I have no idea what I’d ask them. I’d just want to follow them. Learn from them. Watch them do the everyday things that made them heroes despite navigating the prejudice and challenges of their times. Women who break the mold are always my heroes.
Lex: I’d love to spend an afternoon with computer scientist Admiral Grace Hopper. Her impact in the world of computing was tremendous. She inspired generations of women to enter the field of computer science, both in her career and through the Grace Hopper Celebration created in her honor. What do you ask someone like Grace Hopper? What’s it like to persevere despite near-impossible odds? Do trailblazers know they’re making history while it’s happening? Did you really coin the phrase “It is often easier to ask for forgiveness than for permission”? I think I’d need more than an afternoon.
Who inspires you today?
Dani: I have a few modern heroes, too. My mom will always be one. Her strength and her self-sufficient drive still resonate with me. She owned a book called “How to Fix Anything.” It was well-worn. She taught herself to do so much.
The second is Dr. Sian Proctor. You might know her from hits like literally flying to space. She’s also a geology professor, a pilot, and an artist. I connected with her once on nerdy space books, and I’ll never forget that chat. She is the science nerd I always wanted to be.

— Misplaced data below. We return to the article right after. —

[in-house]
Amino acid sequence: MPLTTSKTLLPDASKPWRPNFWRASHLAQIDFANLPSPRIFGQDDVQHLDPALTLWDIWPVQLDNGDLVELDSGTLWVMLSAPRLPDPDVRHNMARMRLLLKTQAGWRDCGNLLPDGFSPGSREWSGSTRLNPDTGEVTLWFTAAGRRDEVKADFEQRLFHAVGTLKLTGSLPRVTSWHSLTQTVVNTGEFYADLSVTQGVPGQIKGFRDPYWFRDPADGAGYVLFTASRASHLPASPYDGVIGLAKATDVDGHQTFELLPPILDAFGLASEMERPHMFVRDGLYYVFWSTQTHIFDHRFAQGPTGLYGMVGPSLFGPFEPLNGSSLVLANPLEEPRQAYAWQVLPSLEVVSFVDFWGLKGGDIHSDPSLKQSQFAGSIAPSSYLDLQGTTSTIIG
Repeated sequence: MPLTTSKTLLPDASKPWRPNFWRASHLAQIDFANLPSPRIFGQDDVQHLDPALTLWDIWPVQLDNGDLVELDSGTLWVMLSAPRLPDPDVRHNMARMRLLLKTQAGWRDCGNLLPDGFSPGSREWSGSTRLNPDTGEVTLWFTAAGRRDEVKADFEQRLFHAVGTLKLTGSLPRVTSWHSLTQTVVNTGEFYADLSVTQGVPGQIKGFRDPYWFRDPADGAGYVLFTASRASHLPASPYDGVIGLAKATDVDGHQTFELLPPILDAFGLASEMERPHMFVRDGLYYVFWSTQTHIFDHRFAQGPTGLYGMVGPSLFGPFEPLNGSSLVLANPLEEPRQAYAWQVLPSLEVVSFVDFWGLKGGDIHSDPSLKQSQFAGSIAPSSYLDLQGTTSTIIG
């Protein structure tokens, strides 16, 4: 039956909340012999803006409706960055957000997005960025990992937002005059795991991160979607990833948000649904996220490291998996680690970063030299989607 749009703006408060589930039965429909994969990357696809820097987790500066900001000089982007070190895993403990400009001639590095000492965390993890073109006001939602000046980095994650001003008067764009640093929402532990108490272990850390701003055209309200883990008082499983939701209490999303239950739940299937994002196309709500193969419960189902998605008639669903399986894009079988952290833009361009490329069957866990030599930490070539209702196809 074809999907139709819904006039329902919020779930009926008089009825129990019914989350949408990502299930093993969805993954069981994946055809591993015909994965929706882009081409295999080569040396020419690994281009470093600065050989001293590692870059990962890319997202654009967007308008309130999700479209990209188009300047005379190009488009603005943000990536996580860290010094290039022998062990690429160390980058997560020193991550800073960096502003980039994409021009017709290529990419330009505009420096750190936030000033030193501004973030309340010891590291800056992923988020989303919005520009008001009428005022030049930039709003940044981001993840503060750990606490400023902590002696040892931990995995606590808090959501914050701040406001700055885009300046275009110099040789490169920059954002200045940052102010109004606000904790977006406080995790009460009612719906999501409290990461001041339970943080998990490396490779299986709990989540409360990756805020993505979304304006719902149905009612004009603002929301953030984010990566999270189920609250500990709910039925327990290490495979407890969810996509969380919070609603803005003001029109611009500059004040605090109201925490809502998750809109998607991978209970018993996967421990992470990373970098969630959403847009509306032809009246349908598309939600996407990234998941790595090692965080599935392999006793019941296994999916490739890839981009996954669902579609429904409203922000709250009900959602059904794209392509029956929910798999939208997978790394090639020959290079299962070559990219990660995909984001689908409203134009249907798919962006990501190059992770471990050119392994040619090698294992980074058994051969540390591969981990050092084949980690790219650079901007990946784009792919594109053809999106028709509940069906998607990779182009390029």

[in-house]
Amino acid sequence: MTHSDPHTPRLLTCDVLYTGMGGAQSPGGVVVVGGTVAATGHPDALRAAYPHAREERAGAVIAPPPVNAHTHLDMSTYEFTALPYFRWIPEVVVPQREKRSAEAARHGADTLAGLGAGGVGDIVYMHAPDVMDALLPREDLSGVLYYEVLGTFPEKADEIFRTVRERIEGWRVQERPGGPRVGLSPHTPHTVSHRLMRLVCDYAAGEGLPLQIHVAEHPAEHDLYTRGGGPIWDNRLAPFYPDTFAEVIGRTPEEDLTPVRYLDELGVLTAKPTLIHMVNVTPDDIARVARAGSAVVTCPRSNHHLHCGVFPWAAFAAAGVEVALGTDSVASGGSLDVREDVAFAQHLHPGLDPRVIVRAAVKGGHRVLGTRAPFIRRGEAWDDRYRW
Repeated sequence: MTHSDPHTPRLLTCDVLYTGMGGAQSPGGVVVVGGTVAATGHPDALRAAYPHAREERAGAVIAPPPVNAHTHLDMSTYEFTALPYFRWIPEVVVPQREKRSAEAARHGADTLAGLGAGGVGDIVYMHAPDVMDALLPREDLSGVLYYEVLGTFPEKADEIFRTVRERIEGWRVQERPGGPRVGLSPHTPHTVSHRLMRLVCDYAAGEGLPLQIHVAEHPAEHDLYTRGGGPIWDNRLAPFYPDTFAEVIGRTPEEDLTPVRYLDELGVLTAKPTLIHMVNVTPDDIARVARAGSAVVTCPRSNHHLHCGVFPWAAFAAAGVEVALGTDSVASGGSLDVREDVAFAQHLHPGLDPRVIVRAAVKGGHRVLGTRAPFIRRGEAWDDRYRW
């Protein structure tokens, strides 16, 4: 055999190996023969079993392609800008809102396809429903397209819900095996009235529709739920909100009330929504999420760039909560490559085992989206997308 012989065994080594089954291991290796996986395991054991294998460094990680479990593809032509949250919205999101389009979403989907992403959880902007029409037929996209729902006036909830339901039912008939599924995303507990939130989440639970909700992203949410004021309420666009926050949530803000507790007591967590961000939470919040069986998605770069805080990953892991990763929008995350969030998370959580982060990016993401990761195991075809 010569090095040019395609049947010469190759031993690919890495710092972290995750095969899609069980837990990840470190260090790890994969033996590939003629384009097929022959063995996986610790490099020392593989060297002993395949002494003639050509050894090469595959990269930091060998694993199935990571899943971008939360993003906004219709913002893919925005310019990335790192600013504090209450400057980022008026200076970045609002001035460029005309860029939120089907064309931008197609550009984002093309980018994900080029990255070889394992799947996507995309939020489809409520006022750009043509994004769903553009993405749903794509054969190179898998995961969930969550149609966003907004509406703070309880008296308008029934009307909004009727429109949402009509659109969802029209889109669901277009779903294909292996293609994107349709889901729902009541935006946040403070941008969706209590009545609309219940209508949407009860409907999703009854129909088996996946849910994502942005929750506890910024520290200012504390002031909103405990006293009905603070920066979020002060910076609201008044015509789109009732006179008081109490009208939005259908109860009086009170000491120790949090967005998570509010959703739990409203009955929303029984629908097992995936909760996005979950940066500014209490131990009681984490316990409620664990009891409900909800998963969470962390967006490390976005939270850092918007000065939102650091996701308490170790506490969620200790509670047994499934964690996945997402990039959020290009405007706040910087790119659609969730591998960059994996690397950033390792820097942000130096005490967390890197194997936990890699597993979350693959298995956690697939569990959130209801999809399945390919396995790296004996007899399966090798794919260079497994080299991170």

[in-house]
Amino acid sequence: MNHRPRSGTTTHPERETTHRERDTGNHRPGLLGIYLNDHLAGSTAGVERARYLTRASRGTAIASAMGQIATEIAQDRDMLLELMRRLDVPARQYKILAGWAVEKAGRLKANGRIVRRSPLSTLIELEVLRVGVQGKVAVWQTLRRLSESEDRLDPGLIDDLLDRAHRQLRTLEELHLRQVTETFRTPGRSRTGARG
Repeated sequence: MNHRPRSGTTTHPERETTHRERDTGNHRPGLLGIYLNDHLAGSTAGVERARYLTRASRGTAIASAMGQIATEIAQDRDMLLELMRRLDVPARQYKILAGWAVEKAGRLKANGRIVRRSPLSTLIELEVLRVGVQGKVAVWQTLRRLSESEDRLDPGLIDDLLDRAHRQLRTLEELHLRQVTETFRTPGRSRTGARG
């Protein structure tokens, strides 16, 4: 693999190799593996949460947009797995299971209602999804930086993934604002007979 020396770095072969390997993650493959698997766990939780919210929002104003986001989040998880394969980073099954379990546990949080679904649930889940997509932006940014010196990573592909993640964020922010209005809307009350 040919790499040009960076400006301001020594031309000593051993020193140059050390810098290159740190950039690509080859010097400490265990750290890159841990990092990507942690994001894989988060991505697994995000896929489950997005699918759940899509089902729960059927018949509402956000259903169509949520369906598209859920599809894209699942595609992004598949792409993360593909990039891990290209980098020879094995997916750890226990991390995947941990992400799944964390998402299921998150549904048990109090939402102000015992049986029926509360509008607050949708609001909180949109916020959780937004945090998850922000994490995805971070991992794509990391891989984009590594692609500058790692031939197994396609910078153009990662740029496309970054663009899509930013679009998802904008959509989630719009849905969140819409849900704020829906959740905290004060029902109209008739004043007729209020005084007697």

The last hero I want to mention I’ve only discovered recently: Soledad Antelada Toledano is a white-hat hacker and was the first woman and Latino to join the Lawrence Berkeley National Laboratory’s cybersecurity department. Now, she works at Google. Finding other Latina women in tech to look up to is so cool; we don’t talk about that enough.
Lex: I’m deeply inspired by LGBTQIA+ people taking the tech world by storm. Folks like Lesbians Who Tech founder and CEO Leanne Pittsford; Megan Smith, the former Chief Technology Officer of the United States; and TransTech Social Enterprises founder and actress Angelica Ross. I believe these are just a few of the true history-makers of our time. They are claiming space in the STEM industries, but they’re also elevating the people around them in the process.
Can you recommend any toys, clubs, or opportunities for girls interested in tech to build their skills?
Dani: Oh yeah. Here’s a list of clubs that run the gamut:
Black Girls CODE – Introduces girls to all kinds of tech from web and mobile design/development to robotics and blockchains.